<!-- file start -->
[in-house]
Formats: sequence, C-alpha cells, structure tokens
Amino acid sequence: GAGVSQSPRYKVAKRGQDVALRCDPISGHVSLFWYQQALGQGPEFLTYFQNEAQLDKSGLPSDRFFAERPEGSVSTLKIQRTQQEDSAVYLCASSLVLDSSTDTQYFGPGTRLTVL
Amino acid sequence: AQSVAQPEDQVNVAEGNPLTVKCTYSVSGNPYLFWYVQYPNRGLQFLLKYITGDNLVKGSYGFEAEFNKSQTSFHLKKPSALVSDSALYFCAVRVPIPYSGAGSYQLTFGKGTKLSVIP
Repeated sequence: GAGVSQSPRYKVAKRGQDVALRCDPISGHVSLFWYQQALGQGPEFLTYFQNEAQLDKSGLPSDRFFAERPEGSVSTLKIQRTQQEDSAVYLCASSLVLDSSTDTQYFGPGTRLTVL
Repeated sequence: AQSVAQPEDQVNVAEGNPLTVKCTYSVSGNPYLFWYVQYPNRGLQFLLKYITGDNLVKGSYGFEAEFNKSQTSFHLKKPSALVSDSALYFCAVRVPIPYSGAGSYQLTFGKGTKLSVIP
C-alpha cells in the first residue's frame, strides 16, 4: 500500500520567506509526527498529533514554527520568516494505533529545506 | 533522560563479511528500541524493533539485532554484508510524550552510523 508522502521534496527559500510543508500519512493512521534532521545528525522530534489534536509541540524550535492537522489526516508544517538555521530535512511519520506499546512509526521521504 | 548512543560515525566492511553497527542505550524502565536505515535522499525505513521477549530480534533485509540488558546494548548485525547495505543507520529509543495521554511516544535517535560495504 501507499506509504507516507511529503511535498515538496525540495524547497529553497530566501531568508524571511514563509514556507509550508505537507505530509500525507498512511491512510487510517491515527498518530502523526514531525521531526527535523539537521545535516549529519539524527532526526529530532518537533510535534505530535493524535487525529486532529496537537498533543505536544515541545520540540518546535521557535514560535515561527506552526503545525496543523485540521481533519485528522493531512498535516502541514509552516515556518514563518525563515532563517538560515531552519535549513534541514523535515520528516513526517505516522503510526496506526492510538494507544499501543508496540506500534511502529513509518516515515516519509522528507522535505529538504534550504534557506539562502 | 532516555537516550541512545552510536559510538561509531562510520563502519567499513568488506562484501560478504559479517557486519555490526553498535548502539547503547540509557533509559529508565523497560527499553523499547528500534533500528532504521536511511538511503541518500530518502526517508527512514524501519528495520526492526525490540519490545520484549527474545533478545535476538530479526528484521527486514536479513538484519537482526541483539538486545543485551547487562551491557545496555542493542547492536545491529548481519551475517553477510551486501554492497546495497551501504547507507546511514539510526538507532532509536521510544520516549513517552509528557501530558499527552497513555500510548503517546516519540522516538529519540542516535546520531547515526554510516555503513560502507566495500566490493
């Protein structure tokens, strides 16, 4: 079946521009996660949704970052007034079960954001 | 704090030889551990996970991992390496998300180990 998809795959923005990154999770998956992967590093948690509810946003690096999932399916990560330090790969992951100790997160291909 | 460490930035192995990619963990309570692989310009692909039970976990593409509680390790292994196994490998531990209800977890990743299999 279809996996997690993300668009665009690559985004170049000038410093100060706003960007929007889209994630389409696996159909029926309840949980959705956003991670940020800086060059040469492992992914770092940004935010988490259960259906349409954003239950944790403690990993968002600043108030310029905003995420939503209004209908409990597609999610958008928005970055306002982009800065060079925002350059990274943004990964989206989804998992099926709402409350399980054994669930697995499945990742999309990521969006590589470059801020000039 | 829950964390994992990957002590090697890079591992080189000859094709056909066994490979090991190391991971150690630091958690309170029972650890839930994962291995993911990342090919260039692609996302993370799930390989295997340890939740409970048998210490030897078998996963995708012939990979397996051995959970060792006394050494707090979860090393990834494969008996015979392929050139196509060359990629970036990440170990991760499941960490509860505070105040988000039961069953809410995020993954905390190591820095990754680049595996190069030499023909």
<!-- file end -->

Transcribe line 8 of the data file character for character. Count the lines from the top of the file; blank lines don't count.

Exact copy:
């Protein structure tokens, strides 16, 4: 079946521009996660949704970052007034079960954001 | 704090030889551990996970991992390496998300180990 998809795959923005990154999770998956992967590093948690509810946003690096999932399916990560330090790969992951100790997160291909 | 460490930035192995990619963990309570692989310009692909039970976990593409509680390790292994196994490998531990209800977890990743299999 279809996996997690993300668009665009690559985004170049000038410093100060706003960007929007889209994630389409696996159909029926309840949980959705956003991670940020800086060059040469492992992914770092940004935010988490259960259906349409954003239950944790403690990993968002600043108030310029905003995420939503209004209908409990597609999610958008928005970055306002982009800065060079925002350059990274943004990964989206989804998992099926709402409350399980054994669930697995499945990742999309990521969006590589470059801020000039 | 829950964390994992990957002590090697890079591992080189000859094709056909066994490979090991190391991971150690630091958690309170029972650890839930994962291995993911990342090919260039692609996302993370799930390989295997340890939740409970048998210490030897078998996963995708012939990979397996051995959970060792006394050494707090979860090393990834494969008996015979392929050139196509060359990629970036990440170990991760499941960490509860505070105040988000039961069953809410995020993954905390190591820095990754680049595996190069030499023909």